A home equity loan can be a good source of cash for an emergency line of credit, or to pay for college, a renovation or some other one-time expense.
Interest rates on home equity loans are lower than credit card rates. To make it even better, many borrowers can deduct the interest payments on their federal tax returns, regardless of how the money is used.
But the rules on deductions can be tricky, and it’s worth boning up before making the tax deduction a factor when deciding whether to take out one of these loans.
The BankingMyWay.com survey lists the average rate on a seven-year home-equity installment loan at 8.66 percent. You could easily pay twice that for a credit card. An installment loan charges the same rate for the life of the loan, while a line of credit has a variable rate that typically changes every month.
With the tax deduction taken into account, a borrower in the 25 percent tax bracket would, in effect, pay only 6.5 percent. That’s figured by subtracting the tax rate, 0.25, from 1 and multiplying the loan rate by the result: 1 - 0.25 = 0.75, and 0.75 x 8.66 = 6.495. Use the Mortgage Tax Saving calculator to pinpoint your potential savings.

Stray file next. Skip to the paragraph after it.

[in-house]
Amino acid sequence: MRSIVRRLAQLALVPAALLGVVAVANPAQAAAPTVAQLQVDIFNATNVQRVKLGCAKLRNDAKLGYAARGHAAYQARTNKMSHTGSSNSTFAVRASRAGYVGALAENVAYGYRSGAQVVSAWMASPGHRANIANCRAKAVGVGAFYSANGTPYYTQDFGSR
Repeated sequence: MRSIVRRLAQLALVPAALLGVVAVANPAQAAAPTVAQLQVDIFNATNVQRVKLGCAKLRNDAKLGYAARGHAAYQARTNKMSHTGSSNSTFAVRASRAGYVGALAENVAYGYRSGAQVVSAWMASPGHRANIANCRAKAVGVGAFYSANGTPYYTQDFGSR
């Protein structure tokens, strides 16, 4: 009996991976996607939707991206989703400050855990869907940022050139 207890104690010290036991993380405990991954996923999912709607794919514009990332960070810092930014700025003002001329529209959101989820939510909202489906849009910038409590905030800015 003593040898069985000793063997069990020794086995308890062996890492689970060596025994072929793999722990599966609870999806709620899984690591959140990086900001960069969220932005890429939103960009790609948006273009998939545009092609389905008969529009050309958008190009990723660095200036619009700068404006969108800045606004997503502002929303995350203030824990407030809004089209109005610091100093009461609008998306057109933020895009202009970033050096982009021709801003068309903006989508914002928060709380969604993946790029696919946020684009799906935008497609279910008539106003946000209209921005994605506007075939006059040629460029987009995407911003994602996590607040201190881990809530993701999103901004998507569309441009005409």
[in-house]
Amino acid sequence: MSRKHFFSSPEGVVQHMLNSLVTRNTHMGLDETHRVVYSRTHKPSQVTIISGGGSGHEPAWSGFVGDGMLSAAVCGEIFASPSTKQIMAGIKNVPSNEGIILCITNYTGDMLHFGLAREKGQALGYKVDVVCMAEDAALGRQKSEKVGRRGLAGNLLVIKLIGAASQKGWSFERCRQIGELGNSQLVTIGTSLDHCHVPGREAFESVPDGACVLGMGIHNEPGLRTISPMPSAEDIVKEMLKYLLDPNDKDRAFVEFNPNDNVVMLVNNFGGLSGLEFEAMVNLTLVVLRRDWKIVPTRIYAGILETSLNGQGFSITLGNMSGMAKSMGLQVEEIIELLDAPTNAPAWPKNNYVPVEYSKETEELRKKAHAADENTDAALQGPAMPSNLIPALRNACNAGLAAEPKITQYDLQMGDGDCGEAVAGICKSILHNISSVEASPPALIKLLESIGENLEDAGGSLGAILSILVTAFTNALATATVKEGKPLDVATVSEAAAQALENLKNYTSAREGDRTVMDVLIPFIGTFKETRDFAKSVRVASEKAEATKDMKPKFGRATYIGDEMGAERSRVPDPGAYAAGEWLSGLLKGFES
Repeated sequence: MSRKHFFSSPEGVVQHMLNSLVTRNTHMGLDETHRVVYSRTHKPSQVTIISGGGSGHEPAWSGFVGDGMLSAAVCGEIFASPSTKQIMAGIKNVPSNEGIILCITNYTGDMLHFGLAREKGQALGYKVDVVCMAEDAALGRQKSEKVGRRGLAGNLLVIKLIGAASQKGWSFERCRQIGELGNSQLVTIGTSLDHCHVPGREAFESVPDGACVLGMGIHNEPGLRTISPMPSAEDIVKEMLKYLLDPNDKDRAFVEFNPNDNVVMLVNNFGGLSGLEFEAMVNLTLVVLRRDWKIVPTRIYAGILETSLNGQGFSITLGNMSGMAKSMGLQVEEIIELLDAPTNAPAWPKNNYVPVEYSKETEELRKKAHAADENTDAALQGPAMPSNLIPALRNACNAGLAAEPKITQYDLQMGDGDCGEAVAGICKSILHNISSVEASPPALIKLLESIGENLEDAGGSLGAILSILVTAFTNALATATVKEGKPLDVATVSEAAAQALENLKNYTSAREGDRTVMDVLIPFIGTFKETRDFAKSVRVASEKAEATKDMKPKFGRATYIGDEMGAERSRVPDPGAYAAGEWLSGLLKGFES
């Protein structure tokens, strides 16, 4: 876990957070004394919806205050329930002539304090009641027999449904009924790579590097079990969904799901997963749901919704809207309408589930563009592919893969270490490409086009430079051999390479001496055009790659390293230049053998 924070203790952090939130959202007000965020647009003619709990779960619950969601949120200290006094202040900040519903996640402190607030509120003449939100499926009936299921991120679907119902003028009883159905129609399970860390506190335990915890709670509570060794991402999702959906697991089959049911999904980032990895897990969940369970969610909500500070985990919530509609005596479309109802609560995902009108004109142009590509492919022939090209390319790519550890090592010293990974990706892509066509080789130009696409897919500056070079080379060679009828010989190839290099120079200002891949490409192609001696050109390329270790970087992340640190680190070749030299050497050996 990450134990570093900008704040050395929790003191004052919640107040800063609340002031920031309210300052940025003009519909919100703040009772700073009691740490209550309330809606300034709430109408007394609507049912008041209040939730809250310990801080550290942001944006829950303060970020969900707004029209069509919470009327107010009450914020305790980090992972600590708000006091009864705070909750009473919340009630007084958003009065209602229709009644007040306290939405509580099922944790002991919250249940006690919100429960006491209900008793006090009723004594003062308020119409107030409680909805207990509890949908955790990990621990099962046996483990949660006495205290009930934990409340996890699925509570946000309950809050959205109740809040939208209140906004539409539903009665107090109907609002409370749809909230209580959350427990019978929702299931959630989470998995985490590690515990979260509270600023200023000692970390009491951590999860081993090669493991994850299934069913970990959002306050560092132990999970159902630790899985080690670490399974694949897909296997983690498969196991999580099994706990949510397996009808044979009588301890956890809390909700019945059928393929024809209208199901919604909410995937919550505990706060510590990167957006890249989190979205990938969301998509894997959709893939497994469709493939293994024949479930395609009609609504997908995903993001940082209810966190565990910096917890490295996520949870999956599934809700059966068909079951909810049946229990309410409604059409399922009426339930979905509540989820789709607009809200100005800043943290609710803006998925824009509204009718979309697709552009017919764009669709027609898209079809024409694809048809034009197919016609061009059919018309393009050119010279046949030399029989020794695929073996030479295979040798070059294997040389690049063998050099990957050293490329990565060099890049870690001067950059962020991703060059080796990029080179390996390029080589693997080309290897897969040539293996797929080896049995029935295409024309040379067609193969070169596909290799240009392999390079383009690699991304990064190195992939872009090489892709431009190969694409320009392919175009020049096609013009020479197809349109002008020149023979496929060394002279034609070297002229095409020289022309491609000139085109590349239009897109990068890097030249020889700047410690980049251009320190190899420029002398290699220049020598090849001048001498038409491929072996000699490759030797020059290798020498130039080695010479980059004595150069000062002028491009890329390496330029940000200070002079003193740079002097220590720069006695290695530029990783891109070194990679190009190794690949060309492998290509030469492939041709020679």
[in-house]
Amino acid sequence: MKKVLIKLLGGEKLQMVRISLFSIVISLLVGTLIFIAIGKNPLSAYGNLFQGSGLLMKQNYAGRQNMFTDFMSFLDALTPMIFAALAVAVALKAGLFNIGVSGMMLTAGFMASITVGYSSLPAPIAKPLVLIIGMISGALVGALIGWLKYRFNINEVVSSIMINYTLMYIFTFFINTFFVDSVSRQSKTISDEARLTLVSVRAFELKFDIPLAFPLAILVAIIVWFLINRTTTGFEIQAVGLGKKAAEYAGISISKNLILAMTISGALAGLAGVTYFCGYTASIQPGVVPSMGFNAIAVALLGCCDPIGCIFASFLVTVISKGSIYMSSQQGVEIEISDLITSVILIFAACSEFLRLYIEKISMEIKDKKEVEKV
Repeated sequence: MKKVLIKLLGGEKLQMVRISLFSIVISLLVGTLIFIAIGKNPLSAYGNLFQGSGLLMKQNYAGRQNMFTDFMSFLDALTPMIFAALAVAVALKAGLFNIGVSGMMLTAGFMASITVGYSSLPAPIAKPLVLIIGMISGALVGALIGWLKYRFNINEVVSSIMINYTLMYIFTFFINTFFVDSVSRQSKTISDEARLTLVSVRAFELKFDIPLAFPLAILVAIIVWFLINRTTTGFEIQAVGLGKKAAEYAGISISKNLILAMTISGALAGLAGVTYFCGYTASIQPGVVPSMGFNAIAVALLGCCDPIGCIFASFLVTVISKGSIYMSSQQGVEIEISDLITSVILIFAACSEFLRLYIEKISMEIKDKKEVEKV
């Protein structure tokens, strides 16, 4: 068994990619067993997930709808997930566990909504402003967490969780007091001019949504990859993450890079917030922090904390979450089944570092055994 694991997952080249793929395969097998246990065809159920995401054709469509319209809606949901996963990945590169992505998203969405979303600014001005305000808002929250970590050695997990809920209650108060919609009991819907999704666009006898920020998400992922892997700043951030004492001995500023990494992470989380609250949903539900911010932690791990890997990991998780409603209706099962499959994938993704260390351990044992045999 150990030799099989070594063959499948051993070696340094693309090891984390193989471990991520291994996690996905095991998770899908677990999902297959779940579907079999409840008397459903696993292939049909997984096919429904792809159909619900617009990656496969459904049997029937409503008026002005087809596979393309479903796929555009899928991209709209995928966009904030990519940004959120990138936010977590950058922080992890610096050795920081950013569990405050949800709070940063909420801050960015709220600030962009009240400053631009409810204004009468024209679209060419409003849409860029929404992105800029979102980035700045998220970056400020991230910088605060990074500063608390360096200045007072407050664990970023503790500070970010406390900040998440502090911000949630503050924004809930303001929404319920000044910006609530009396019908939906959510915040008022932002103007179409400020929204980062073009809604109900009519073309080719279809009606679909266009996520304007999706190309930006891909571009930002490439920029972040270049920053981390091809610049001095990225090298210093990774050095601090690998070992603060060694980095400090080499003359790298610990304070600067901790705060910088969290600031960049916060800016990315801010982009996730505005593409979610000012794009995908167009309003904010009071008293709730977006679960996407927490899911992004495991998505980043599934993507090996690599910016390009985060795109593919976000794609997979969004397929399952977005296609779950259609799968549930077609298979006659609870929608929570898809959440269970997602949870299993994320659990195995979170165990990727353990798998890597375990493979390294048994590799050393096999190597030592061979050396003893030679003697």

This type of calculation generally uses the “marginal tax rate,” which is the rate that applies to the last dollar you earn, since the first dollar is not taxed and other portions of income are taxed at lower rates. According to the IRS tables, for 2008, used on the return due this spring, a married couple with a $100,000 income would be in the 25 percent bracket, while a single person with that income would pay 28 percent.
Some homeowners figure they can maximize their tax deductions by taking out large mortgages or home equity loans, or both. While this would indeed reduce your tax bill, it does not make sense to spend a dollar on interest just to save 25 cents on taxes.